“How many anvils have you had,” said I,
“To wear and batter all these hammers so?”
“Just one,” said he, and then, with twinkling eye,
“The anvil wears the hammers out, you know.”

And so, thought I, the anvil of God’s word,
For ages skeptic blows have beat upon;
Yet though the noise of falling blows was heard,
The anvil is unharmed . . . the hammer’s gone.

Author unknown

Notes

1. C.Sanders, Introduction in Research in English Literacy (New York: MacMillan, 1952), 143.

2. Merrill F. Unger, Famous Archaeological Discoveries (Grand Rapids: Zondervan, 1957), 72.

3. R. Laird Harris, Can I Trust My Bible? (Chicago: Moody Press, 1963), 124.

4. Ibid., 129-30.

5. Merrill F. Unger, Unger’s Bible Handbook (Chicago: Moody Press, 1967), 892.

6. Ibid.

7. Ibid.

8. Sir Fredric Kenyon, The Bible and Archaeology (New York: Harper & Brothers, 1940), 288ff.

9. B.F. Westcott, and F.J.A. Hort, eds., New Testament in Original Greek, 1881, vol. II, 2.

 

 

© 1995 Probe Ministries


The Inspiration of the Bible

What Jesus said of Scripture and the nature of apostolic teaching are two of the main issues in Rick Wade’s examination of the inspiration of Scripture.

A question we often encounter when talking with non-believers about Christ is, “Why should I believe the Bible?” Or a person might say, “You have your Bible; Muslims have their Koran; different religions have their own holy books. What makes yours special?” How would you answer such questions?

Download the PodcastThese questions fall under the purview of apologetics. They call for a defense. However, before giving a defense we need theological and biblical grounding. To defend the Bible, we have to know what it is.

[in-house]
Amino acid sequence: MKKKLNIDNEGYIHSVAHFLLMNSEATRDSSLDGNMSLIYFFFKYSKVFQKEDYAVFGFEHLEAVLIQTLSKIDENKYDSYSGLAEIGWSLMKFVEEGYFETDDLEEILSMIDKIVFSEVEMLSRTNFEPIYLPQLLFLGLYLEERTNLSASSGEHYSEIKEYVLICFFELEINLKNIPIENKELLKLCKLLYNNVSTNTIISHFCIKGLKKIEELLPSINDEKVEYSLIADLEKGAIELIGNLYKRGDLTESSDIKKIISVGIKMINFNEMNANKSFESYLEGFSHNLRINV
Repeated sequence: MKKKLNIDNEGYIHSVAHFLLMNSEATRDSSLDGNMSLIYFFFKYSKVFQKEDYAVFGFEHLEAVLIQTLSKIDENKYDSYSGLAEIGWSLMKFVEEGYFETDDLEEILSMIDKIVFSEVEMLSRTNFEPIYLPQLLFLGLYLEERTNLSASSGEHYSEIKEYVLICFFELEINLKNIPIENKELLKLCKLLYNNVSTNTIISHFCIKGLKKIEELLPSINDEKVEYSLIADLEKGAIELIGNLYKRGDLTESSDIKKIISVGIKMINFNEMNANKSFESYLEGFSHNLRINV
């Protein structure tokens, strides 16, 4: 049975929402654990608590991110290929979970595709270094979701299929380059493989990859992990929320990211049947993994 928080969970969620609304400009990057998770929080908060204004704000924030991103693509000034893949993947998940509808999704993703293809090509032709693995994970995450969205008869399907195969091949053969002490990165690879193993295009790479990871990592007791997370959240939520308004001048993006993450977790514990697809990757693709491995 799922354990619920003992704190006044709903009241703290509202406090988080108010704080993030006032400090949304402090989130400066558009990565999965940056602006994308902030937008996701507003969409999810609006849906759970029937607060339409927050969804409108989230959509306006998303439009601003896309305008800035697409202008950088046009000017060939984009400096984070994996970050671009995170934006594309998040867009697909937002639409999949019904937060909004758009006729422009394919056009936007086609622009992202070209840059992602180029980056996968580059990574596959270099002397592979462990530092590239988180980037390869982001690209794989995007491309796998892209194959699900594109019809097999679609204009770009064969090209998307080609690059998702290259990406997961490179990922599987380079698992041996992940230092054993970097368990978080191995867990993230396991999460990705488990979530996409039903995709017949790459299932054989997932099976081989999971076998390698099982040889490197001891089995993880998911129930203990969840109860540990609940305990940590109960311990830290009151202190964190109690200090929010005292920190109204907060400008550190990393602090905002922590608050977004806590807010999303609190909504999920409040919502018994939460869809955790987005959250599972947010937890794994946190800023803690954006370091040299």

In this article, then, we’ll deal with the nature of Scripture. Are these writings simply the remembrances of two religious groups? Are they writings consisting of ideas conceived by Jews and early Christians as they sought to establish their religion? Or are they the words of God Himself, given to us for our benefit?

The latter position is the one held by the people of God throughout history. Christians have historically accepted both the Old and New Testaments as God’s word written. But two movements of thought have undermined belief in inspiration. One was the higher critical movement that reduced Scripture to simply the recollections and ideas of a religious group. The more recent movement (although it really isn’t organized enough to call it a “movement”) is religious pluralism, which holds that all religions–or at least the major ones–are equally valid, meaning that none is more true than others. If other religions are equally valid, then other holy books are also. Many Christian young people think this way.